In 1970 Fielding became one of the first three African Americans elected to the South Carolina General Assembly since 1900.
Civil rights activist, legislator. Fielding was born in Charleston on July 6, 1923, the son of Julius P. Fielding and Sadie E. Gaillard. He graduated from Avery Normal Institute in Charleston. From 1943 to 1946 he served in the U.S. Army in the American and European theaters. He married Thelma Erenne Stent of Charleston on December 24, 1946. They had three sons. Fielding earned a B.S. from West Virginia State College in 1948.
Fielding, a funeral home director, was a civil rights activist and leader in the African American community in Charleston in the 1950s and 1960s. As early as 1952 he ran for political office in order to encourage blacks to vote and to become politically active. In the early 1960s Fielding was involved in the Charleston Movement, a National Association for the Advancement of Colored People–backed organization formed to oppose discrimination and segregation in public facilities and businesses in Charleston. In June 1963 he was arrested while trying to be served at the Fort Sumter Hotel in Charleston. He was one of four black leaders who met with the city’s mayor to end segregation of public facilities and other discriminatory practices in Charleston. He also was a member of a biracial community relations committee formed in 1963 following the sit-ins and mass demonstrations. In 1966 he was the first recipient of the Charleston Business and Professional Men’s Association’s Man of the Year award.
In 1970 Fielding became one of the first three African Americans elected to the South Carolina General Assembly since 1900. He was reelected in 1972 and served a third term from 1983 to 1984. In 1984 he was elected to the state Senate, where he served until 1992. Fielding was a candidate for the Sixth Congressional District seat in 1992 but was defeated by James Clyburn in the Democratic primary.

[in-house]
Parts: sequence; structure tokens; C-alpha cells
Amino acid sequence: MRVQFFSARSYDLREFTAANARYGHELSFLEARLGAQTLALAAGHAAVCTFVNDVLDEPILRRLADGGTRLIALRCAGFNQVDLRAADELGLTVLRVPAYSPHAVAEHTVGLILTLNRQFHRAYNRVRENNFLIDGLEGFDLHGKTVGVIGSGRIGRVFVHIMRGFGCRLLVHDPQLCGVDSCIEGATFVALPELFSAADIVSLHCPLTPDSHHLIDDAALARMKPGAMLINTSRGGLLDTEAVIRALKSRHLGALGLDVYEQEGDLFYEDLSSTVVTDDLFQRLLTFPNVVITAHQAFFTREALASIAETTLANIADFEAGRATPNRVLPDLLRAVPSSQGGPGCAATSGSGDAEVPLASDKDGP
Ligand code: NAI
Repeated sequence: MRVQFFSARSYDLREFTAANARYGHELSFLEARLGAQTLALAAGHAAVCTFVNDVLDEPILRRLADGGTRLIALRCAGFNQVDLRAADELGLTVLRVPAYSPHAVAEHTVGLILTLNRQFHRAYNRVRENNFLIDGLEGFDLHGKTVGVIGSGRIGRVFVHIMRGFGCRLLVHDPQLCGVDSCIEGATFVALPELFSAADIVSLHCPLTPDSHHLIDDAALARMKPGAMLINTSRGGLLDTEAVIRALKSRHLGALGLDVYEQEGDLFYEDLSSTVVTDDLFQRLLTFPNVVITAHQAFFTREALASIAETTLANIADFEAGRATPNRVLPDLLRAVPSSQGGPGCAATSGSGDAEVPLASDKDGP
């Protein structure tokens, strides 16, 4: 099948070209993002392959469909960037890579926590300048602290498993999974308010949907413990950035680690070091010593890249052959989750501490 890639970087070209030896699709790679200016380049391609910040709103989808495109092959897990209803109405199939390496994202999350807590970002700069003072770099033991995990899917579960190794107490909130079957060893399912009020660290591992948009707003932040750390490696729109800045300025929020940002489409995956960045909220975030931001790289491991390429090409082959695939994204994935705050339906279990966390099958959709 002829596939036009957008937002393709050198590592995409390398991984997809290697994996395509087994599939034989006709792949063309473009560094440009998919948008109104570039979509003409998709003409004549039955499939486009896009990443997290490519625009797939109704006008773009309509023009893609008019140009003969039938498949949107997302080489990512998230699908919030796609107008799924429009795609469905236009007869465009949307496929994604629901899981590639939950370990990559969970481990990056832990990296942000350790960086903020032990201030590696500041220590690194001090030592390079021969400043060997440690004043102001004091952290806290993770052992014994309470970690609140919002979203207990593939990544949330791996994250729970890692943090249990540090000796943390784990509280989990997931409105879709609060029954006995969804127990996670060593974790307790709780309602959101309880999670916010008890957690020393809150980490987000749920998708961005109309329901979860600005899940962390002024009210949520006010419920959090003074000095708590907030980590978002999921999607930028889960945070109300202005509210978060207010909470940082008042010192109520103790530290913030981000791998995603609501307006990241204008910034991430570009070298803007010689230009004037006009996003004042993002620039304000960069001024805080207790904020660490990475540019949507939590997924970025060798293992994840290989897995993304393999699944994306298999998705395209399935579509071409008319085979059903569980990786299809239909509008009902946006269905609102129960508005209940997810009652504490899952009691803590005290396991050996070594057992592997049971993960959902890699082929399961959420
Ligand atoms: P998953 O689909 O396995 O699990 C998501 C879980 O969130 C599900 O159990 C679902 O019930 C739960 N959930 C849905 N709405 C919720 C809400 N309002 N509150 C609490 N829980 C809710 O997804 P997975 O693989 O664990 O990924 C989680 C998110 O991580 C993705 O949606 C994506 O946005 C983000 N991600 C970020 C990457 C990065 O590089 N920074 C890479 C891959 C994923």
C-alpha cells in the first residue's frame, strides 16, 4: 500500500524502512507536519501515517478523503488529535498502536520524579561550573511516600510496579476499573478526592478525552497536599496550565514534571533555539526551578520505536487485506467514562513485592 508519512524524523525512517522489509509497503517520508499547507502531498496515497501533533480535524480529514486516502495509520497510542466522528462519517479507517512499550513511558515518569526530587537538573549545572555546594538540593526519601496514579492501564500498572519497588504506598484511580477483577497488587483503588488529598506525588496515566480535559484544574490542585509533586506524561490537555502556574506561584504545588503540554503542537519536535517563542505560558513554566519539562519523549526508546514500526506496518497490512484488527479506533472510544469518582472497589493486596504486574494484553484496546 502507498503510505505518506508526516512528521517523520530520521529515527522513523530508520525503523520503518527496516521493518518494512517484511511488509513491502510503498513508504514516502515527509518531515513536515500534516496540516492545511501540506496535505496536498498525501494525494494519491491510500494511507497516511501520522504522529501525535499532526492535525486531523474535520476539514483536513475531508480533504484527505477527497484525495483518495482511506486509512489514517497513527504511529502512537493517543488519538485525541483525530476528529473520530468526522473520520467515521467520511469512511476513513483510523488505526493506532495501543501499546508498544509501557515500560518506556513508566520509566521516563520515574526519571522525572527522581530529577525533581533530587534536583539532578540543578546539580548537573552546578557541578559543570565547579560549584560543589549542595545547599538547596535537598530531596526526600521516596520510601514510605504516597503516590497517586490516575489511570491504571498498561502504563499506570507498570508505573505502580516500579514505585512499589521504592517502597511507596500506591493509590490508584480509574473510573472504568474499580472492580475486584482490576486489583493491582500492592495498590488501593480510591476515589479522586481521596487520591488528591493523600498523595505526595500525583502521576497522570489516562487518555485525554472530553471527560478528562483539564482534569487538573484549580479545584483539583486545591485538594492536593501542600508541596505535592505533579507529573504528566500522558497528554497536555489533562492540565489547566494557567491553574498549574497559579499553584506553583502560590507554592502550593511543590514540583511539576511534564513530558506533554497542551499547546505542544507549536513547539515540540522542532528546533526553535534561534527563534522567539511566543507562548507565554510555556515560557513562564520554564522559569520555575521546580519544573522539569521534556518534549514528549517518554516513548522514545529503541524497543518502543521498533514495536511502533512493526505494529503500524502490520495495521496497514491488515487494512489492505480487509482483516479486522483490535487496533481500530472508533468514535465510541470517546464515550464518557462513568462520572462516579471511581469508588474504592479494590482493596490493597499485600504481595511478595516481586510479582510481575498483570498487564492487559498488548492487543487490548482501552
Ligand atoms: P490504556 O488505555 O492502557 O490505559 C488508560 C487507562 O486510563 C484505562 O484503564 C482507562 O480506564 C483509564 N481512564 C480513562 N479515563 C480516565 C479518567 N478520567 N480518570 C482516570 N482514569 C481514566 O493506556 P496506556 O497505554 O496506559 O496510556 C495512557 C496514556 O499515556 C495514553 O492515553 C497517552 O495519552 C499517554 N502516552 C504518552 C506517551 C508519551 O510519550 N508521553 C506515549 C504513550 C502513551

Politically, Fielding was a pragmatist who attributed much of his political success to the development of a broad platform that appealed to blacks and whites from all income groups. Within the legislative arena, he was an advocate for changes that had an impact on the African American community. These included the creation of single-member legislative districts, the elimination of the full-slate rule (which required voters to cast as many votes as there were seats to be filled in an election), the creation of a State Human Relations Commission, and funding for sickle-cell anemia testing. In 1975 he received the Legislative Black Caucus Award for his work in the General Assembly.
Fielding did not seek reelection to public office following his 1992 congressional campaign. He continued to be active in com- munity and political affairs in Charleston.
Bailey, N. Louise, Mary L. Morgan, and Carolyn R. Taylor, eds. Biographical Directory of the South Carolina Senate, 1776–1985. 3 vols. Columbia: University of South Carolina Press, 1986.
O’Neill, Stephen. “From the Shadows of Slavery: The Civil Rights Years in Charleston.” Ph.D. diss., University of Virginia, 1994.